This is a herb that is commonly used in Moroccan food. The leaves (called cilantro) are often used in tagines to give them a unique flavor. Similar to other spices, coriander is available year round, and it provides a fragrant flavor that will remind you of citrus peel and sage. This blog will provide you will nutritional facts about coriander, as well as a Moroccan tajine recipe using this spice of the week.

The coriander plant contains two seeds, and when the plant is dried, it can be used as a spice. When it is ripe, the plant’s seeds are a yellowish-brown color. You’ll find when shopping in the grocery store that coriander is available whole or in ground powder form. In case you were wondering, below are the nutritional facts for coriander, according to the World’s Healthiest Foods website.

Coriander (cilantro) nutritional facts for .50 cup (8.00 grams):

Calories: 2

Glycemic index: very low

Vitamin K - 28%

Vitamin C - 3%

Vitamin A -3%

Coriander Health Benefits

This hearty spice is high on the list of healing spices. In some parts of Europe, coriander is traditionally referred to as an antidiabetic plant. In some regions of India, coriander is traditionally used for its anti-inflammatory properties. In the United States, coriander recently has been studied for its cholesterol-lowering effects.

Coriander Subdues Salmonella

Coriander contains an antibacterial compound that proves to be a safe and natural means of fighting Salmonella. Some U.S. and Mexican researchers isolated a compound called dodecenal, which laboratory tests showed was twice as effective as the antibiotic drug commonly used to kill Salmonella, gentamicin.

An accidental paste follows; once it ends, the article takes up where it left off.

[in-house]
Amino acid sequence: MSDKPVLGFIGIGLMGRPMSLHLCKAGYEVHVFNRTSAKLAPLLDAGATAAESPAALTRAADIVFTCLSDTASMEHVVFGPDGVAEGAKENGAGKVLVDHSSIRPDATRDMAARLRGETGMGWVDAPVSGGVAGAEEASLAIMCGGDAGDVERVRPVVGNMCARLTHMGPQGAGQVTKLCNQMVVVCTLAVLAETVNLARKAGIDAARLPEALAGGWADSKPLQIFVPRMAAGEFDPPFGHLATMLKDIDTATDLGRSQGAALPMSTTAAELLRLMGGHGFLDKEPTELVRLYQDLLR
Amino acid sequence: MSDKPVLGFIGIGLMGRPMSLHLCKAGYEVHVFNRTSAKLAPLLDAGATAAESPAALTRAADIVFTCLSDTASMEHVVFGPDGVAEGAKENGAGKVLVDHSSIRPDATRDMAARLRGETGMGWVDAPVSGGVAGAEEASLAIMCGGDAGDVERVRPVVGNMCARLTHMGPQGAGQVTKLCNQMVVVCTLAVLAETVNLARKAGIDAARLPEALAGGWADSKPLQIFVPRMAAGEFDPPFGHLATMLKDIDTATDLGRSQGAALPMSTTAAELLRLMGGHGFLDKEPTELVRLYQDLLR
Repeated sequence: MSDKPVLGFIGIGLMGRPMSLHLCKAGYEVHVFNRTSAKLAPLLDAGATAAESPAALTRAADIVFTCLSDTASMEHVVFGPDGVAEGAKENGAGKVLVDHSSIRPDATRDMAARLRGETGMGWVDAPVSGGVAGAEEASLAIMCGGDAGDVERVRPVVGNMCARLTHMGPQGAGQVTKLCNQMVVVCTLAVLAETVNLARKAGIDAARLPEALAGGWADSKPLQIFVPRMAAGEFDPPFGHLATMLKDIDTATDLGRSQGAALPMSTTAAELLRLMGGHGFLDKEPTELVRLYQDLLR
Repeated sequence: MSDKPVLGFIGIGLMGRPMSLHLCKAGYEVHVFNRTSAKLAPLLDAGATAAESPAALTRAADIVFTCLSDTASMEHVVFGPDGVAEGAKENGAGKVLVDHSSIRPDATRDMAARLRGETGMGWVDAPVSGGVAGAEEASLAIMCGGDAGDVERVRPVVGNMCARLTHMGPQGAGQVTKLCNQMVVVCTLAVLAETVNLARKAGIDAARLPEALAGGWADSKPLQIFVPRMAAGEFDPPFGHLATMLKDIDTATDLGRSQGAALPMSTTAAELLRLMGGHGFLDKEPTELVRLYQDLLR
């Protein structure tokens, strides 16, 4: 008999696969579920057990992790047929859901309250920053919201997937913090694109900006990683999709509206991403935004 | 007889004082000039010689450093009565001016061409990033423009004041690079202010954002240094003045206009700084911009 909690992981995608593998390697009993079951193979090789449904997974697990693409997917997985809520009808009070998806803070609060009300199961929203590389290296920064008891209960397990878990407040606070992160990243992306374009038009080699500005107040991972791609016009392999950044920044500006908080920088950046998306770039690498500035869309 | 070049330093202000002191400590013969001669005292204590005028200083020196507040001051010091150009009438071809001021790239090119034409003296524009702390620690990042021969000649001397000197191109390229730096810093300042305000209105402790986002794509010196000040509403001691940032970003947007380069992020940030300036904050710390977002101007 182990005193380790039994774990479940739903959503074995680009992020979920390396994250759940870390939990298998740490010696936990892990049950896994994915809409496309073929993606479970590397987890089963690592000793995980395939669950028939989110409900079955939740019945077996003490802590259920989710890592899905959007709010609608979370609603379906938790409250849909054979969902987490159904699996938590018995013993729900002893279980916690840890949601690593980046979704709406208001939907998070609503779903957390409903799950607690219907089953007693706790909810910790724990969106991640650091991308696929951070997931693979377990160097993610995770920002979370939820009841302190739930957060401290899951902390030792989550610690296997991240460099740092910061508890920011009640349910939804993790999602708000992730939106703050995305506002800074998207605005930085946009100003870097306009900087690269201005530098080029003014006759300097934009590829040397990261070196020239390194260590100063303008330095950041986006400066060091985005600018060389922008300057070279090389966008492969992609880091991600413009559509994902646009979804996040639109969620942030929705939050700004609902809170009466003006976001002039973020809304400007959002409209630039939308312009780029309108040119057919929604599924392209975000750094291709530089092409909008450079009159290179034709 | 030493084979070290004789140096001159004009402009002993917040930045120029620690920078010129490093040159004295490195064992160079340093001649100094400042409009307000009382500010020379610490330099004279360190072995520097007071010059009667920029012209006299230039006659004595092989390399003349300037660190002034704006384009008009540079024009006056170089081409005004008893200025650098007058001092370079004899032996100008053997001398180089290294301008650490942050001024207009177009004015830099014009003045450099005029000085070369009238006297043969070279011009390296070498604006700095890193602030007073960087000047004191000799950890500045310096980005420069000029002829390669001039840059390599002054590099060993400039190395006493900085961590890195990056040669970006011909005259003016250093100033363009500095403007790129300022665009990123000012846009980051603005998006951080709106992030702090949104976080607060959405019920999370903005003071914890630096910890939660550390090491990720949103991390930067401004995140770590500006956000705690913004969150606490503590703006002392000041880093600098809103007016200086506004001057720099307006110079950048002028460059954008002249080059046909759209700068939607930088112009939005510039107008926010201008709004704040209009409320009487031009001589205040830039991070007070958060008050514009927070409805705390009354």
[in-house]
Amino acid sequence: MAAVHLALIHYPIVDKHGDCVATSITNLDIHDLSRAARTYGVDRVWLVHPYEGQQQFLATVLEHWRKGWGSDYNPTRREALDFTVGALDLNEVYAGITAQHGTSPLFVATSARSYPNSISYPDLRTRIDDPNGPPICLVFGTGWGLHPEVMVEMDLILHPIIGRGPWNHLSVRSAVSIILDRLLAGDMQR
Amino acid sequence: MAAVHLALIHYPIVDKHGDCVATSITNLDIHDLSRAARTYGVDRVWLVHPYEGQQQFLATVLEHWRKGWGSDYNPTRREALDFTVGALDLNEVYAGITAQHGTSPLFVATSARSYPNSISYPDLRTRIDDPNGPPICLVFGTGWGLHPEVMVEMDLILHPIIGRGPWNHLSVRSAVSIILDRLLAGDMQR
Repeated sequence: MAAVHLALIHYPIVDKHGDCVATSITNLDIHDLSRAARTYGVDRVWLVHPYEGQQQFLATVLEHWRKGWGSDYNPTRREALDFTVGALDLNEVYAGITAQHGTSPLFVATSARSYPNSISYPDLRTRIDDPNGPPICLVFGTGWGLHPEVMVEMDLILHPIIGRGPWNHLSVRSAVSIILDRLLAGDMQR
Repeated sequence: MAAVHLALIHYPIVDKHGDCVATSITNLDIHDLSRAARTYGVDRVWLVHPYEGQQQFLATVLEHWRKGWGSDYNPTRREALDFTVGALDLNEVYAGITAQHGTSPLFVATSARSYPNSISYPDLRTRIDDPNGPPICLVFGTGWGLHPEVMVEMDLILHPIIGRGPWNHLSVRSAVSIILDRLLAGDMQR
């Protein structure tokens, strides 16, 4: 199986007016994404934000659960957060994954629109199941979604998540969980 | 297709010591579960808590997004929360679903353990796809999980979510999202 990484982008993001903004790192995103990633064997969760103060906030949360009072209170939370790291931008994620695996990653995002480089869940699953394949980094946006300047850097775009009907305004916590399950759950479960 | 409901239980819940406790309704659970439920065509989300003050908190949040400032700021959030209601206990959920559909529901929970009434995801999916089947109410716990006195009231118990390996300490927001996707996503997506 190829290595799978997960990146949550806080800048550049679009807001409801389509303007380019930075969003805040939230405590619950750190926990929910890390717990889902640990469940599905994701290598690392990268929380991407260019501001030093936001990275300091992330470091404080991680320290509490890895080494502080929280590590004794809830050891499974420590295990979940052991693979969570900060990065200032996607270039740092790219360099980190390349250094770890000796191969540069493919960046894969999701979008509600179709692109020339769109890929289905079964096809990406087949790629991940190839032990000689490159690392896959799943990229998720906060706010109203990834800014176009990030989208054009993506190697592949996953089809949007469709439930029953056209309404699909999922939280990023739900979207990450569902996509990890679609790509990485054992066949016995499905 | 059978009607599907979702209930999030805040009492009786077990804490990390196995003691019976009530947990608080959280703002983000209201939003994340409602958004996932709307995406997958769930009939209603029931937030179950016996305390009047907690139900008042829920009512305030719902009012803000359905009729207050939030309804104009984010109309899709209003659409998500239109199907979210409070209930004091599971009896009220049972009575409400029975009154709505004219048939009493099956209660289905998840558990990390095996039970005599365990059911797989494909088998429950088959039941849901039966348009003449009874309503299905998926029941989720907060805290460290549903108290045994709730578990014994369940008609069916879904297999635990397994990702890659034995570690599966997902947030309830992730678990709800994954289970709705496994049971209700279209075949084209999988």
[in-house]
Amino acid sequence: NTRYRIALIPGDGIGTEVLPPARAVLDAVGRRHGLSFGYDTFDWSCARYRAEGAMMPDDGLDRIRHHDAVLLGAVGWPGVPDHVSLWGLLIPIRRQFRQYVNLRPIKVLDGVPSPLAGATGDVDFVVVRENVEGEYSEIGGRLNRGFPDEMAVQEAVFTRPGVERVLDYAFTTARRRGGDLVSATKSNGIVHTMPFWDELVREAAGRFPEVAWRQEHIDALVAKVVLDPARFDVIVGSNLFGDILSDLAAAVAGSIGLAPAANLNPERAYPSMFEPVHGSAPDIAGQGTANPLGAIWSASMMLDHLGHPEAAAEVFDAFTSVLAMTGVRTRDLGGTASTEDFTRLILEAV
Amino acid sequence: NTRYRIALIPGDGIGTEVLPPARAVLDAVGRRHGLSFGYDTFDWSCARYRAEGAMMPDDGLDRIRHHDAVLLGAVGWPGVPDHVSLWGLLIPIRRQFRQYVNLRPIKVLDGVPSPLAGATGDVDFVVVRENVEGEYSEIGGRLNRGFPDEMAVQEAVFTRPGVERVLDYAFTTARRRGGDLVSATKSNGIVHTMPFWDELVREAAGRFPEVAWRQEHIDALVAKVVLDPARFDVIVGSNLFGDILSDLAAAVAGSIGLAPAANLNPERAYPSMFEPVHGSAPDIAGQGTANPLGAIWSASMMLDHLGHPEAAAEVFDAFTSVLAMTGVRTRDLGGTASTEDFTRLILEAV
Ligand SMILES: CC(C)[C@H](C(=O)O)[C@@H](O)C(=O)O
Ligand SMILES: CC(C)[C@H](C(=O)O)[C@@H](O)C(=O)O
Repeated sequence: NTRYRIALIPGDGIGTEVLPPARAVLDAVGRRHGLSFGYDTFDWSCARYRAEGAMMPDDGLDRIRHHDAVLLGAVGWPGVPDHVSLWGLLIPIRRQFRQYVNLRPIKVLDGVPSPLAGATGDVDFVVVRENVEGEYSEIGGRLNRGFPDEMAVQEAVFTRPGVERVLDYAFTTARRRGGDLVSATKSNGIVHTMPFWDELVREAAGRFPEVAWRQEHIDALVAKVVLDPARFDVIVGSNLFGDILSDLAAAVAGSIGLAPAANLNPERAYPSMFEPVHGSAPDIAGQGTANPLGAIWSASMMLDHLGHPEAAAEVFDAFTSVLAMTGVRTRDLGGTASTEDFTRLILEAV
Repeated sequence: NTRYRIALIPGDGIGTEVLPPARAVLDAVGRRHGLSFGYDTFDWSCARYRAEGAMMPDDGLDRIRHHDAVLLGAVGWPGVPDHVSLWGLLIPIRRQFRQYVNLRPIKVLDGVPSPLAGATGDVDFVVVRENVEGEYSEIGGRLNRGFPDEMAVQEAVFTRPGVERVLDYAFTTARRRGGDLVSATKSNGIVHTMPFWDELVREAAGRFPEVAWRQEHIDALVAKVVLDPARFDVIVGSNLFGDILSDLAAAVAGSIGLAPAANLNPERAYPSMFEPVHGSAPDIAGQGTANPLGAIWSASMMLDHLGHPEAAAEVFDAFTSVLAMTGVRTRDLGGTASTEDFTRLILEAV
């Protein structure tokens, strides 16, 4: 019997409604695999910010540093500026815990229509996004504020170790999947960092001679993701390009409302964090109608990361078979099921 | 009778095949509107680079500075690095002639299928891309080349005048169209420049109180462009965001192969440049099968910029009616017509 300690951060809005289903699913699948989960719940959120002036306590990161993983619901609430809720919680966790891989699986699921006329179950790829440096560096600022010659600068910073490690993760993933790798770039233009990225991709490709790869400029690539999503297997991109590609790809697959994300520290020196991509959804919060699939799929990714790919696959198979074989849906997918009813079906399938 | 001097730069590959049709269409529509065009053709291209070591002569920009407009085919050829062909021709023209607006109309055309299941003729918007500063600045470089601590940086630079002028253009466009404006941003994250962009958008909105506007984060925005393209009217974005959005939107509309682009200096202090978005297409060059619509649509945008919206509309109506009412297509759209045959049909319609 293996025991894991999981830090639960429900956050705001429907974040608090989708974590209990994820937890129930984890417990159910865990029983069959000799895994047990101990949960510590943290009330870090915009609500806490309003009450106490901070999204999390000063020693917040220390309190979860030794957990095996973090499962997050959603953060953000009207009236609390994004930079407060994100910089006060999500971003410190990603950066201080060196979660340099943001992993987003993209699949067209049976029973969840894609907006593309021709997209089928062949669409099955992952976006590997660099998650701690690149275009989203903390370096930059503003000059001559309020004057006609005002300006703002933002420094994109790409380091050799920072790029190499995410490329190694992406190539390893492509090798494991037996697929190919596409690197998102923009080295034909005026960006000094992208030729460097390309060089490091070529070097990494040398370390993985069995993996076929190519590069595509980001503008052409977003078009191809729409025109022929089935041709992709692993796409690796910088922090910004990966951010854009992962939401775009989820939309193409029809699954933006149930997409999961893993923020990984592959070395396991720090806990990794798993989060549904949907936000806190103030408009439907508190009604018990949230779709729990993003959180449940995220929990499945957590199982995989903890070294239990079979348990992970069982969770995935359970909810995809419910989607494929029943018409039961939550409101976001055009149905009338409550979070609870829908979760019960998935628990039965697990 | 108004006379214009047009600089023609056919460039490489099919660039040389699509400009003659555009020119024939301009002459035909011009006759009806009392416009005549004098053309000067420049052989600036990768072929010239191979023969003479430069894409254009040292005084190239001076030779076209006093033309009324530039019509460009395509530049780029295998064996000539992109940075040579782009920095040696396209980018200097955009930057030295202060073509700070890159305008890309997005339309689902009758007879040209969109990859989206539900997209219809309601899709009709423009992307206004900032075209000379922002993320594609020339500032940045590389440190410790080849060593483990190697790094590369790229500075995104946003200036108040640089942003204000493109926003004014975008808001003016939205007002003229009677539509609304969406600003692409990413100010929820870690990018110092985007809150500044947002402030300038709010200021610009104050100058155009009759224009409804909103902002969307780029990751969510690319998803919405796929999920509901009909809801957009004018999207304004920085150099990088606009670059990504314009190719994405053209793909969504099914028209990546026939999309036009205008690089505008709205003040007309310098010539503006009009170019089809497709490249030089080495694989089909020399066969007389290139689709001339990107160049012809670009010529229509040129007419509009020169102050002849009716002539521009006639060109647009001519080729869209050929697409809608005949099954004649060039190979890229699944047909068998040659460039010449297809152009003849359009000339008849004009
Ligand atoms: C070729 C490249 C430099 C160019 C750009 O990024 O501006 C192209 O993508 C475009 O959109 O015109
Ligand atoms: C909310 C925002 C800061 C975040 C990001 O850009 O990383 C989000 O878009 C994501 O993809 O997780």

Dodecenal is found in both the seeds and leaves of coriander. The leaves are eaten more frequently because it is one of the main ingredients in salsa. Moroccan tajines also contain the leaves of coriander, but you can also find the Moroccan coriander (the seeds) is used in tagines, stews, soups, meatballs, roasts and desserts. Moroccan coriander has a light aroma that is sweeter and more citrusy tasting than Indian coriander.

Below are a chicken, olive and lemon tajine recipe made with coriander by

Serves: 6


3 tbsp. olive oil

Six whole chicken legs

Kosher salt and freshly ground black pepper, to taste

Two large yellow onions, sliced

2 tbsp. ground coriander

Two tsp. Ground white pepper

Two tsp. Ground ginger

One tsp. Ground turmeric

1⁄2 tsp. crushed saffron threads

1 1⁄2 cups chicken stock

6 oz. green olives cracked

2 tbsp. unsalted butter

1 tbsp. finely chopped parsley

Two tsp. Finely chopped cilantro

2 jarred preserved lemons, cut into slices




Heat oven to 350°. Heat oil in an 8–qt. Dutch oven over medium-high heat. Season chicken with salt and pepper; add to pot and cook, turning, until browned, 12 to 15 minutes. Transfer chicken to a plate. Add onions to pot; cook until golden, 10 to 12 minutes. Add spices; cook for 2 minutes. Return chicken to pot with stock; boil. Bake chicken, covered, until tender, 35 to 40 minutes. Stir in olives, butter, parsley, cilantro, and lemons into a pot, and cook for 6 minutes. Serve with rice or flatbread.



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